We often take helicopters for granted in the fire and emergency services.
Like many of you, I've experienced the uplifting feeling of hearing approaching rotor blades while working a critical patient.
However, this story also reinforces the inherent danger of air operations, even in a routine situation with a very experienced pilot.
The availability of helicopters for medevac, search and rescue (SAR), aerial reconnaissance, and wildland firefighting missions continues to improve across the United States.
That's generally a good thing, but those of us who benefit from these important airborne assets must always consider the risks versus benefits of calling a helicopter; especially to the brave men and women who operate them.
About the author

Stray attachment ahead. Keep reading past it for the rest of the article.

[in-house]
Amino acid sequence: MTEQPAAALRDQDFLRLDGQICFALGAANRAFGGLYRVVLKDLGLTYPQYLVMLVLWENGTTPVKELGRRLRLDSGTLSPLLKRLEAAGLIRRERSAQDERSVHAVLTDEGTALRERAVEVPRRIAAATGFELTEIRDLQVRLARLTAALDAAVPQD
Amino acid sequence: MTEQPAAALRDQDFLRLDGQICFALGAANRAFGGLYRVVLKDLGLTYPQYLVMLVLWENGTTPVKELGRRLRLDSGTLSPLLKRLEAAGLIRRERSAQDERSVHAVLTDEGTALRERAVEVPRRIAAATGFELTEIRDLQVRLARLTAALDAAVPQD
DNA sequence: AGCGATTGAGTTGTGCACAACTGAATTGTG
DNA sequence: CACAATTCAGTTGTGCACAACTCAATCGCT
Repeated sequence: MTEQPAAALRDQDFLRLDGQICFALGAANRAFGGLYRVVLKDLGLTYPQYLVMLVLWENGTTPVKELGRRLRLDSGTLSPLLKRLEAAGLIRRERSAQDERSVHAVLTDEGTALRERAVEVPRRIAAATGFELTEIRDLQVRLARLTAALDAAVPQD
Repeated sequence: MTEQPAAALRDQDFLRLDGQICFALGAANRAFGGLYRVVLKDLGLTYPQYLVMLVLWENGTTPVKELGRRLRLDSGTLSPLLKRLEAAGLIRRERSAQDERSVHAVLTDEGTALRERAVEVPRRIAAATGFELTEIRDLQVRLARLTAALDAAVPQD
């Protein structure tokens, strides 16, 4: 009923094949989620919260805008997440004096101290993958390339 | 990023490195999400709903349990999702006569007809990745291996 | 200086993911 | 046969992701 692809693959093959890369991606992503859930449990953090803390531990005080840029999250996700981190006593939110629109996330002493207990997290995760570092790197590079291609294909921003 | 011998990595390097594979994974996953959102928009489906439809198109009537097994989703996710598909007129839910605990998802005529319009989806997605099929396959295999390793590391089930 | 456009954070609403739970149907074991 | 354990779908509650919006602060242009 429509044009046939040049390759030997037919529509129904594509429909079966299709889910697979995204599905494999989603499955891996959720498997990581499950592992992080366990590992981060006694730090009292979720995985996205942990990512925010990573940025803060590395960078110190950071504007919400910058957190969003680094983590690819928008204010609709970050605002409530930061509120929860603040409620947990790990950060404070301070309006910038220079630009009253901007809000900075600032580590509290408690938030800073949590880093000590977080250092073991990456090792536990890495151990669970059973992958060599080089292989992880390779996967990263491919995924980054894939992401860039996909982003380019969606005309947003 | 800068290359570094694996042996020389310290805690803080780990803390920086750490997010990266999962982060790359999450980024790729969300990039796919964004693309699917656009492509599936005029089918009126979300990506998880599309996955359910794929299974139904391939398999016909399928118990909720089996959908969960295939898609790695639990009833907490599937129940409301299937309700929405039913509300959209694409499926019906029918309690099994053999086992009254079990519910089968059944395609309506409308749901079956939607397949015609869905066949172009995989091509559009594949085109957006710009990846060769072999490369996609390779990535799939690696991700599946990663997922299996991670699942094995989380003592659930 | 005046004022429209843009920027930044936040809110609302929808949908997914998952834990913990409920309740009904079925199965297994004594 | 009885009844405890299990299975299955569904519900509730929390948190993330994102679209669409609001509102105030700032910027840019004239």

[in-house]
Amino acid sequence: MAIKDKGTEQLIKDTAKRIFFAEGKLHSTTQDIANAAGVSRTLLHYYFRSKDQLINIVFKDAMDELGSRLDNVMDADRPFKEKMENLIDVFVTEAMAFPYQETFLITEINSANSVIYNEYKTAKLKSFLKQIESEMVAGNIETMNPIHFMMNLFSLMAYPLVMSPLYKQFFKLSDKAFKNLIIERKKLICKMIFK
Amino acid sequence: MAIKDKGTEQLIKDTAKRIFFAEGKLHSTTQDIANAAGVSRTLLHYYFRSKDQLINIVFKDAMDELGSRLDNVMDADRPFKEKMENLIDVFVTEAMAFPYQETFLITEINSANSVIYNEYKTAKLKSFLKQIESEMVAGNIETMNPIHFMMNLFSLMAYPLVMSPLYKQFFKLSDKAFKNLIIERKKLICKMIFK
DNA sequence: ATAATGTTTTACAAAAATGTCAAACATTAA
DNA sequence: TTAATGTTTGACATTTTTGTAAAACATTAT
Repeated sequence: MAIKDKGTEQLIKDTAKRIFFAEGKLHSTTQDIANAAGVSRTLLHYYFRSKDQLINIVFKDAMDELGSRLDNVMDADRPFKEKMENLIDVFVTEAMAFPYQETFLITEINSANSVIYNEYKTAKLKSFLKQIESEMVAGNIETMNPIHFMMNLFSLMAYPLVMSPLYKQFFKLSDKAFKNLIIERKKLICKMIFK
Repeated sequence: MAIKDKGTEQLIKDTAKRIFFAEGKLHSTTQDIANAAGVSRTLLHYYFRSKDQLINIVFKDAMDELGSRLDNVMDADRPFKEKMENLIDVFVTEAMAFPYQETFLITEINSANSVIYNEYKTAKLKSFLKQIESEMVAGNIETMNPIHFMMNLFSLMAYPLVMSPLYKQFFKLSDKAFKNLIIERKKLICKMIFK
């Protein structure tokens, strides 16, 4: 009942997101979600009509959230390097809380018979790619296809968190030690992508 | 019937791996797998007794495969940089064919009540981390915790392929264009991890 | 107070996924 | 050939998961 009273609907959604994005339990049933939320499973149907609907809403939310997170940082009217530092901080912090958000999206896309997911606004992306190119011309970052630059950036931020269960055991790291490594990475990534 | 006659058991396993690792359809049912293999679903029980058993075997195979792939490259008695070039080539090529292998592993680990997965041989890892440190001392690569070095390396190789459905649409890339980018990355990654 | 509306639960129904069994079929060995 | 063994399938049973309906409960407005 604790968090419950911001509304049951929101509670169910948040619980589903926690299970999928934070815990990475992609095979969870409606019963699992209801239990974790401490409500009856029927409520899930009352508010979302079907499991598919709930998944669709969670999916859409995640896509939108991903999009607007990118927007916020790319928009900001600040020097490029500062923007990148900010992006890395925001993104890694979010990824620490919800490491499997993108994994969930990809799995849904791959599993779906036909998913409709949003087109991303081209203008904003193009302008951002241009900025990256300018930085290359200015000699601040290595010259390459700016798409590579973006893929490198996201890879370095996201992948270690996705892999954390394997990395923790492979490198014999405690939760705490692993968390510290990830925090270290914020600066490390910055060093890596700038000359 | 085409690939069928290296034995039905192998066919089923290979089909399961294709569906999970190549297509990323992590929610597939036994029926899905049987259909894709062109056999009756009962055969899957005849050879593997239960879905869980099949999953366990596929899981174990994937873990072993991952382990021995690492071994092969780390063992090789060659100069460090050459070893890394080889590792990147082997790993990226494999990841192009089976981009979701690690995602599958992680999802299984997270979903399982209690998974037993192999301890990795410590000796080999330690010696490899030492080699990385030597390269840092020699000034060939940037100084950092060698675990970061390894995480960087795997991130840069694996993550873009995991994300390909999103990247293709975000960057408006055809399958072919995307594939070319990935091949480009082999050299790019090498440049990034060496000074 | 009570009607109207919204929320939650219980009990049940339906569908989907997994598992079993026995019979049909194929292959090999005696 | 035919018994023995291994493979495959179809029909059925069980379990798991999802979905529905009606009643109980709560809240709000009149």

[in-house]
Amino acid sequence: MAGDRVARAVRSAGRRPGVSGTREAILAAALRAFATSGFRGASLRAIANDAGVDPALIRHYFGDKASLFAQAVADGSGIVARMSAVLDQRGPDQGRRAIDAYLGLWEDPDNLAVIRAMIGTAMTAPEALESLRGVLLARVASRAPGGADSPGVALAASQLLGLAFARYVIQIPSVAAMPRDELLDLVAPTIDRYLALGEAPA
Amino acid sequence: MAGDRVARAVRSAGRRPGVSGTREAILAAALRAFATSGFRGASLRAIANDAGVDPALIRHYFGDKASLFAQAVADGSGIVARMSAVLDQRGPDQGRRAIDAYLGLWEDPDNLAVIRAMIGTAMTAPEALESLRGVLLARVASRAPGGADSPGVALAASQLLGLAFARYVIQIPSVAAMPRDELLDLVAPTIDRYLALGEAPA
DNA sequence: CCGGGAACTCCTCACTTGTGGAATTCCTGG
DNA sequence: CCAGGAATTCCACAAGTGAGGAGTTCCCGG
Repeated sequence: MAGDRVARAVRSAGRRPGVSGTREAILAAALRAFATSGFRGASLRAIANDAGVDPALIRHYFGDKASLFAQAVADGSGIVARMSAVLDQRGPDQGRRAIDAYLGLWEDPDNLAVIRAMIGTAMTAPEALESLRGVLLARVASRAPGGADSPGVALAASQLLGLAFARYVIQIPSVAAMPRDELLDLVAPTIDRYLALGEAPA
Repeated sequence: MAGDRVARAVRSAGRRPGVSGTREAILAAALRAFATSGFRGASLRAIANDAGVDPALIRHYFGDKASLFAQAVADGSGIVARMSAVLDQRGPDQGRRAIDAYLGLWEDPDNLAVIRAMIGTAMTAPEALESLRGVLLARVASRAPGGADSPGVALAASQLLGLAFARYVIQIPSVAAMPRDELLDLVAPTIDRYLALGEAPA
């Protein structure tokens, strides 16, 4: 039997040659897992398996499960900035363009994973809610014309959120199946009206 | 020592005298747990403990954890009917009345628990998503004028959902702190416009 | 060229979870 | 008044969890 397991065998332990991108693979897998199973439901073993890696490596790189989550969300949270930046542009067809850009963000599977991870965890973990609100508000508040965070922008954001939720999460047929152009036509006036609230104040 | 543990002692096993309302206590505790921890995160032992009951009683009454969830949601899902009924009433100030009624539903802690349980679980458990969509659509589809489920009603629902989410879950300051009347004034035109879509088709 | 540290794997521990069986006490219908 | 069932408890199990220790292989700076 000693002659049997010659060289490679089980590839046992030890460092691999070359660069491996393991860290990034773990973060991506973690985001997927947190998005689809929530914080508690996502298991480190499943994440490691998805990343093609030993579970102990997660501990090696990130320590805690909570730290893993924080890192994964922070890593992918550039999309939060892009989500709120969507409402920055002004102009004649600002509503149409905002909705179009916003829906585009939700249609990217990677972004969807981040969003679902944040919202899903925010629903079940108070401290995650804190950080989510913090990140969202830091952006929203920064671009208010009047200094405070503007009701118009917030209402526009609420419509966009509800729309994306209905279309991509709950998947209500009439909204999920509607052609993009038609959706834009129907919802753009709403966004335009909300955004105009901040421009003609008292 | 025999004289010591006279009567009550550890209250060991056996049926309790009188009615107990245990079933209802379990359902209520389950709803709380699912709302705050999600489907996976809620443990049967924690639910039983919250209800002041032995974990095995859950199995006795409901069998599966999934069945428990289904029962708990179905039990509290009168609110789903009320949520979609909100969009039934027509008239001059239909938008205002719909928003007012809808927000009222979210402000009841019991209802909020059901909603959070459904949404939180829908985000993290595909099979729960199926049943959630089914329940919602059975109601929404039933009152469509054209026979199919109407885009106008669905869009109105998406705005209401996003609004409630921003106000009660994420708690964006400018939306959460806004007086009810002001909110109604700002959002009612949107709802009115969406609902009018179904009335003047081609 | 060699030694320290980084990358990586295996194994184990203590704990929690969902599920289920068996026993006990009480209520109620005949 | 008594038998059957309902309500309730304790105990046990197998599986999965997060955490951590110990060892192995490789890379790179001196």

With more than two decades in the field, Chief Adam K. Thiel — FireRescue1's editorial advisor — is an active fire chief in the National Capital Region and a former state fire director for the Commonwealth of Virginia. Chief Thiel's operational experience includes serving with distinction in four states as a chief officer, incident commander, company officer, hazardous materials team leader, paramedic, technical rescuer, structural/wildland firefighter and rescue diver. He also directly participated in response and recovery efforts for several major disasters including the 9/11 terrorist attacks, Tropical Storm Gaston and Hurricane Isabel.
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